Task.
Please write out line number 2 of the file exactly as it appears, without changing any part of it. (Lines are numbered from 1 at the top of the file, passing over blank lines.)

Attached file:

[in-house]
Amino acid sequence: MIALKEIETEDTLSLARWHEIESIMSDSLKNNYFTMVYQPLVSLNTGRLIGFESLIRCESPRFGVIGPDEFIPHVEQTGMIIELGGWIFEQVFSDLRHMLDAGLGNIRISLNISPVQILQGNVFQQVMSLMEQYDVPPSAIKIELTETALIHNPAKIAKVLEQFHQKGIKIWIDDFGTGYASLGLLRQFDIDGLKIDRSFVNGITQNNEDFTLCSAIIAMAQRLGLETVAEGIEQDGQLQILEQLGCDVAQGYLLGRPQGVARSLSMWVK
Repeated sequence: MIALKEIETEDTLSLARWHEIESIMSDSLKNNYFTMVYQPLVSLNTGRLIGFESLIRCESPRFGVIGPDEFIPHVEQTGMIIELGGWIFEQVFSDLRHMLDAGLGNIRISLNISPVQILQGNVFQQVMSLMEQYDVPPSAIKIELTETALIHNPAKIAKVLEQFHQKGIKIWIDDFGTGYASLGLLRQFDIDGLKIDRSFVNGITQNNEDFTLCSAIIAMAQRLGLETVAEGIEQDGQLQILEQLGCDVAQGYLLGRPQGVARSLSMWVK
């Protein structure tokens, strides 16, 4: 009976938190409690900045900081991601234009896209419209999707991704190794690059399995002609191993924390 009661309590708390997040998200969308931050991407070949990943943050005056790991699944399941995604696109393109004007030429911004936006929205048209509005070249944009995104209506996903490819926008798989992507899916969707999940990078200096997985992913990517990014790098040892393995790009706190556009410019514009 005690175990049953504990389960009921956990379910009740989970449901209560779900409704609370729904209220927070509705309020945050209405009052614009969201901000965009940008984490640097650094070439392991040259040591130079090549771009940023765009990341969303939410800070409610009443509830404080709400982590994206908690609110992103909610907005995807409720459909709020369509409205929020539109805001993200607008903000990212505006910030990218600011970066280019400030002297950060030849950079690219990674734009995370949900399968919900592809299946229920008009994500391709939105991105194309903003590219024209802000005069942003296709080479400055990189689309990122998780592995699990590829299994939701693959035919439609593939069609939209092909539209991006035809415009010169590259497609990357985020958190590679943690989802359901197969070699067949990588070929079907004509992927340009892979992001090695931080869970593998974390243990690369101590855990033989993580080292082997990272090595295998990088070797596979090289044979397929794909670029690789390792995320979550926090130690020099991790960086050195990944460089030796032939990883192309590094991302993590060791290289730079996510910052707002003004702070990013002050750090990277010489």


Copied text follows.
Amino acid sequence: MIALKEIETEDTLSLARWHEIESIMSDSLKNNYFTMVYQPLVSLNTGRLIGFESLIRCESPRFGVIGPDEFIPHVEQTGMIIELGGWIFEQVFSDLRHMLDAGLGNIRISLNISPVQILQGNVFQQVMSLMEQYDVPPSAIKIELTETALIHNPAKIAKVLEQFHQKGIKIWIDDFGTGYASLGLLRQFDIDGLKIDRSFVNGITQNNEDFTLCSAIIAMAQRLGLETVAEGIEQDGQLQILEQLGCDVAQGYLLGRPQGVARSLSMWVK